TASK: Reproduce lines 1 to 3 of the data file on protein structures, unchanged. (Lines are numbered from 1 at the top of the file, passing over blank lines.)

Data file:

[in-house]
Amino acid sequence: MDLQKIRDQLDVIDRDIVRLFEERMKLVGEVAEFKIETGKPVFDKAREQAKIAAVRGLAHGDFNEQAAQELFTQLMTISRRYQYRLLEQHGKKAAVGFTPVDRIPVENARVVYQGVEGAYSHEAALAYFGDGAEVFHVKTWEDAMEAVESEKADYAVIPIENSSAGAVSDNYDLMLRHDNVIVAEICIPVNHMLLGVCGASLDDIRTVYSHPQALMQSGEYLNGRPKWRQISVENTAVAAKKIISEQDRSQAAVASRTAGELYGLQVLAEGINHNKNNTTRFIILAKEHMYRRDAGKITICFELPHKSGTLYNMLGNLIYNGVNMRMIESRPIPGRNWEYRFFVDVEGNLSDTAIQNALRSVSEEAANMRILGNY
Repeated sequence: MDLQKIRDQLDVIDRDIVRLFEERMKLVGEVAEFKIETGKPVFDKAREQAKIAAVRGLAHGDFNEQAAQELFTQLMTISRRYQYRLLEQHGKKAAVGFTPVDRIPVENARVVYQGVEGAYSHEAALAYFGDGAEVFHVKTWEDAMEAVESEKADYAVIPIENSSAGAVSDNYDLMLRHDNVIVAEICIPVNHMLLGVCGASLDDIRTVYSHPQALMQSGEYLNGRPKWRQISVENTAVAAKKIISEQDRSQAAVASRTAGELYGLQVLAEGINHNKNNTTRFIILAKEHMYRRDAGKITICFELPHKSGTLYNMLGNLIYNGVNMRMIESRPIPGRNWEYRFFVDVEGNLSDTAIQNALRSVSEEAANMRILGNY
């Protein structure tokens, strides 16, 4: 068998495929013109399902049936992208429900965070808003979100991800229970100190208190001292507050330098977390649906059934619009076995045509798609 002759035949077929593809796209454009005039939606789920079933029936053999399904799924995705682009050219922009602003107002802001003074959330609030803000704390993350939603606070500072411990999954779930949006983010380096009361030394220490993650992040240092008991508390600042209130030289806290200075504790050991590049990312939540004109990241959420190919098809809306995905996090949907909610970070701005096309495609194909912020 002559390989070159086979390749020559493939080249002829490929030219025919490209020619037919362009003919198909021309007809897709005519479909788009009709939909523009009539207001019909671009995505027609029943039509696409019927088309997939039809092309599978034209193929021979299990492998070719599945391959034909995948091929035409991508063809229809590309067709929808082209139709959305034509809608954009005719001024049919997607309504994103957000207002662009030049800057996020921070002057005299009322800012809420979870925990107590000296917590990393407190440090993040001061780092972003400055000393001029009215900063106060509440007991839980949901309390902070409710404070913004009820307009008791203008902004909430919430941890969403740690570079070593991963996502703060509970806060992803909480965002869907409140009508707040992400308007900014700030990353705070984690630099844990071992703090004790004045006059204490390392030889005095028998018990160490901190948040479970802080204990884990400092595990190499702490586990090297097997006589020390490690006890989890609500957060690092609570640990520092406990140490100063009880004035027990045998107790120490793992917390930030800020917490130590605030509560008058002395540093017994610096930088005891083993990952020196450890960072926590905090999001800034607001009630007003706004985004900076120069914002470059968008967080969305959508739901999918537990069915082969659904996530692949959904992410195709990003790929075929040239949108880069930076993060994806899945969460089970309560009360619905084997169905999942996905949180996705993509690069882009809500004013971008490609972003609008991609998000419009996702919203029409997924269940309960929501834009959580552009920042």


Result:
[in-house]
Amino acid sequence: MDLQKIRDQLDVIDRDIVRLFEERMKLVGEVAEFKIETGKPVFDKAREQAKIAAVRGLAHGDFNEQAAQELFTQLMTISRRYQYRLLEQHGKKAAVGFTPVDRIPVENARVVYQGVEGAYSHEAALAYFGDGAEVFHVKTWEDAMEAVESEKADYAVIPIENSSAGAVSDNYDLMLRHDNVIVAEICIPVNHMLLGVCGASLDDIRTVYSHPQALMQSGEYLNGRPKWRQISVENTAVAAKKIISEQDRSQAAVASRTAGELYGLQVLAEGINHNKNNTTRFIILAKEHMYRRDAGKITICFELPHKSGTLYNMLGNLIYNGVNMRMIESRPIPGRNWEYRFFVDVEGNLSDTAIQNALRSVSEEAANMRILGNY
Repeated sequence: MDLQKIRDQLDVIDRDIVRLFEERMKLVGEVAEFKIETGKPVFDKAREQAKIAAVRGLAHGDFNEQAAQELFTQLMTISRRYQYRLLEQHGKKAAVGFTPVDRIPVENARVVYQGVEGAYSHEAALAYFGDGAEVFHVKTWEDAMEAVESEKADYAVIPIENSSAGAVSDNYDLMLRHDNVIVAEICIPVNHMLLGVCGASLDDIRTVYSHPQALMQSGEYLNGRPKWRQISVENTAVAAKKIISEQDRSQAAVASRTAGELYGLQVLAEGINHNKNNTTRFIILAKEHMYRRDAGKITICFELPHKSGTLYNMLGNLIYNGVNMRMIESRPIPGRNWEYRFFVDVEGNLSDTAIQNALRSVSEEAANMRILGNY